Not only does DCS Molloy not explain how Mr Thomas’ blood came to be on the sewing machine, but he also doesn’t account for the circumstances in which – if his conclusions are accurate – an unidentified person replaced the cover.

So, we come to the cover of the sewing machine itself.

The Police carried out extensive fingerprinting of the house, lifting 400 prints.

Police found matches for all, bar two: a blood-stained fingerprint on a picture in the living room and a second blood-stained fingerprint on the sewing machine cover.

Both fingerprints come from the thumb of a left hand.

We have already discussed Griff Thomas’s problems with his left hand and the evidence of those who knew him best regarding his frailties.

To assert that the thumbprints belong to Griff Thomas, Mr Molloy argues from absence.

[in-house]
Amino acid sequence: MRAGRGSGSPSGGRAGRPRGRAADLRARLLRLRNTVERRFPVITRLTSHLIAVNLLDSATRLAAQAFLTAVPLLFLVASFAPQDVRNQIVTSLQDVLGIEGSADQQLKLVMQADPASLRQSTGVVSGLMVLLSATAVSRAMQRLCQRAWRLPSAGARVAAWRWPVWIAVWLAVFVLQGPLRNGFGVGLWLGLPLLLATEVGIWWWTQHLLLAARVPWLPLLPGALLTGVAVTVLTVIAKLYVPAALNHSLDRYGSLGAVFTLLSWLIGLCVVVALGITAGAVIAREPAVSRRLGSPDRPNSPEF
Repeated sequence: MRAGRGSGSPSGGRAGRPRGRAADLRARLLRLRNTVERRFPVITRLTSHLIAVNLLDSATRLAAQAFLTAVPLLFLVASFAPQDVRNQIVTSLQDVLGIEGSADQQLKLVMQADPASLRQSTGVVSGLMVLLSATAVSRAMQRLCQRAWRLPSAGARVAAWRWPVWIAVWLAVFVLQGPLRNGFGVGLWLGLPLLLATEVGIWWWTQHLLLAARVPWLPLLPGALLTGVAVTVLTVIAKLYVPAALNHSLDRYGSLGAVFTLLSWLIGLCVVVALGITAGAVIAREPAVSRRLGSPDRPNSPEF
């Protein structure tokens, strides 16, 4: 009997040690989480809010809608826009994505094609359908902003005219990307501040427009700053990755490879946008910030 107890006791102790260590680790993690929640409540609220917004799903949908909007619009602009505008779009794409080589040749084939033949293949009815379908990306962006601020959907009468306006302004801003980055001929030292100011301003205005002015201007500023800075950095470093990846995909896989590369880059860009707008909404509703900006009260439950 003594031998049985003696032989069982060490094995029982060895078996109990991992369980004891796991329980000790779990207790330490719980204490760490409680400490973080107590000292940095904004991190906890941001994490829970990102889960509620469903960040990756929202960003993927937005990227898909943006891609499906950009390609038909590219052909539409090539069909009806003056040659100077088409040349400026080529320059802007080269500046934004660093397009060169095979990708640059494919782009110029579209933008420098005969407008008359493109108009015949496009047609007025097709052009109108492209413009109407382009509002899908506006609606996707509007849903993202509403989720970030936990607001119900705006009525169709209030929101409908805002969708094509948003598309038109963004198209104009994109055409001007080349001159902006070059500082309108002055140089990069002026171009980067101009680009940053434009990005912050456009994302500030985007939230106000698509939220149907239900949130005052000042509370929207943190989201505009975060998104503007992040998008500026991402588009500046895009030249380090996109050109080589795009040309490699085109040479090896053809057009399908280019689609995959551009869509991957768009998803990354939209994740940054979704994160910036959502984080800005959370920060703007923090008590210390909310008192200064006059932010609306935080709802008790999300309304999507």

He claims no way existed to establish whether the thumbprint came from Griff Thomas because Mr Thomas’s left hand was one of his body parts consumed by the fire that damaged his corpse.

Therefore, without any basis for the claim, he concludes the thumbprints must’ve been Mr Thomas’.

But forensics examined 398 other fingerprints in the house.

It beggars belief that having found two left thumbprints in areas associated with the crime, there were no other left-hand thumbprints elsewhere in the house that anyone could reasonably assert to be Mr Thomas’s. 

For example, in his bedroom, on his possessions, in his car, and on furniture.

The odds against finding any other thumbprints matching the two rogue ones are astronomical given the number of fingerprints collected.

Mr Thomas would’ve needed a remarkable presence of mind to eliminate his left thumbprints from around the house and a spontaneous remission of the chronic arthritis that rendered his thumb all but useless.

In short, DCS Molloy makes the problematic thumbprints fit his conclusions and breezily explains them away thanks to the damage to Griff Thomas’s body.